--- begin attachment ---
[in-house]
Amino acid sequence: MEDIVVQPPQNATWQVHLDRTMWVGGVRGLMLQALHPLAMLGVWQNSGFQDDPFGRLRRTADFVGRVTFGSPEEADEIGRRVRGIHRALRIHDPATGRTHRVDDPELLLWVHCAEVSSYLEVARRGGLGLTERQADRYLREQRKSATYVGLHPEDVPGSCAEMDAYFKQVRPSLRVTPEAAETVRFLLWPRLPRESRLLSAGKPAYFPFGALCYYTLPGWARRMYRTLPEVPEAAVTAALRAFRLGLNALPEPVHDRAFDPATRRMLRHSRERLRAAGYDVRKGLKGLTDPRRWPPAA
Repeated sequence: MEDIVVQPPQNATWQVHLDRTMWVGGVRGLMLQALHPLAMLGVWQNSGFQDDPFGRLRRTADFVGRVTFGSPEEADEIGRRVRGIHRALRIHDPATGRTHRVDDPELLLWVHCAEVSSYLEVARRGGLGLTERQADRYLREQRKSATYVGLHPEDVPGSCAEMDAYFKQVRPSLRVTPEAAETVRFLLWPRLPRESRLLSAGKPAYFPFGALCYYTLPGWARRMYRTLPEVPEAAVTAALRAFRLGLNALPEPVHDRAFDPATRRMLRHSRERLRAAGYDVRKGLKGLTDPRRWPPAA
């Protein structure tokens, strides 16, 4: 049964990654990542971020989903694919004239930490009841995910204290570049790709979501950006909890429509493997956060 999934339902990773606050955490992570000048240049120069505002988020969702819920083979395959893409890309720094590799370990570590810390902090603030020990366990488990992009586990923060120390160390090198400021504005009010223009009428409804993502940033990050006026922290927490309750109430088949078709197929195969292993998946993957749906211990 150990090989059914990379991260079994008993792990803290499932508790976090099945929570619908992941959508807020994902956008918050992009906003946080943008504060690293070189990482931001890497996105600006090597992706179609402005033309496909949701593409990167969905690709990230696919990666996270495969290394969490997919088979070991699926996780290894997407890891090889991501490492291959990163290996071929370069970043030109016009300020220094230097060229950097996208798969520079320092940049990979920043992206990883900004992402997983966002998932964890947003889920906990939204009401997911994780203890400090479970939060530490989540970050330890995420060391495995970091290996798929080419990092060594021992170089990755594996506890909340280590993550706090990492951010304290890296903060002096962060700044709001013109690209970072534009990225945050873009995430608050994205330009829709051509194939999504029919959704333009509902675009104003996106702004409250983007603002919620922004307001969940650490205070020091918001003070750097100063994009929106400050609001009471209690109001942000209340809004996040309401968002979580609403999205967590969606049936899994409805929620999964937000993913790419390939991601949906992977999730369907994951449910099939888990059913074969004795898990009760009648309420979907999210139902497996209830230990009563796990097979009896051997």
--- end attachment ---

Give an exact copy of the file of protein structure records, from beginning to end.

[in-house]
Amino acid sequence: MEDIVVQPPQNATWQVHLDRTMWVGGVRGLMLQALHPLAMLGVWQNSGFQDDPFGRLRRTADFVGRVTFGSPEEADEIGRRVRGIHRALRIHDPATGRTHRVDDPELLLWVHCAEVSSYLEVARRGGLGLTERQADRYLREQRKSATYVGLHPEDVPGSCAEMDAYFKQVRPSLRVTPEAAETVRFLLWPRLPRESRLLSAGKPAYFPFGALCYYTLPGWARRMYRTLPEVPEAAVTAALRAFRLGLNALPEPVHDRAFDPATRRMLRHSRERLRAAGYDVRKGLKGLTDPRRWPPAA
Repeated sequence: MEDIVVQPPQNATWQVHLDRTMWVGGVRGLMLQALHPLAMLGVWQNSGFQDDPFGRLRRTADFVGRVTFGSPEEADEIGRRVRGIHRALRIHDPATGRTHRVDDPELLLWVHCAEVSSYLEVARRGGLGLTERQADRYLREQRKSATYVGLHPEDVPGSCAEMDAYFKQVRPSLRVTPEAAETVRFLLWPRLPRESRLLSAGKPAYFPFGALCYYTLPGWARRMYRTLPEVPEAAVTAALRAFRLGLNALPEPVHDRAFDPATRRMLRHSRERLRAAGYDVRKGLKGLTDPRRWPPAA
């Protein structure tokens, strides 16, 4: 049964990654990542971020989903694919004239930490009841995910204290570049790709979501950006909890429509493997956060 999934339902990773606050955490992570000048240049120069505002988020969702819920083979395959893409890309720094590799370990570590810390902090603030020990366990488990992009586990923060120390160390090198400021504005009010223009009428409804993502940033990050006026922290927490309750109430088949078709197929195969292993998946993957749906211990 150990090989059914990379991260079994008993792990803290499932508790976090099945929570619908992941959508807020994902956008918050992009906003946080943008504060690293070189990482931001890497996105600006090597992706179609402005033309496909949701593409990167969905690709990230696919990666996270495969290394969490997919088979070991699926996780290894997407890891090889991501490492291959990163290996071929370069970043030109016009300020220094230097060229950097996208798969520079320092940049990979920043992206990883900004992402997983966002998932964890947003889920906990939204009401997911994780203890400090479970939060530490989540970050330890995420060391495995970091290996798929080419990092060594021992170089990755594996506890909340280590993550706090990492951010304290890296903060002096962060700044709001013109690209970072534009990225945050873009995430608050994205330009829709051509194939999504029919959704333009509902675009104003996106702004409250983007603002919620922004307001969940650490205070020091918001003070750097100063994009929106400050609001009471209690109001942000209340809004996040309401968002979580609403999205967590969606049936899994409805929620999964937000993913790419390939991601949906992977999730369907994951449910099939888990059913074969004795898990009760009648309420979907999210139902497996209830230990009563796990097979009896051997």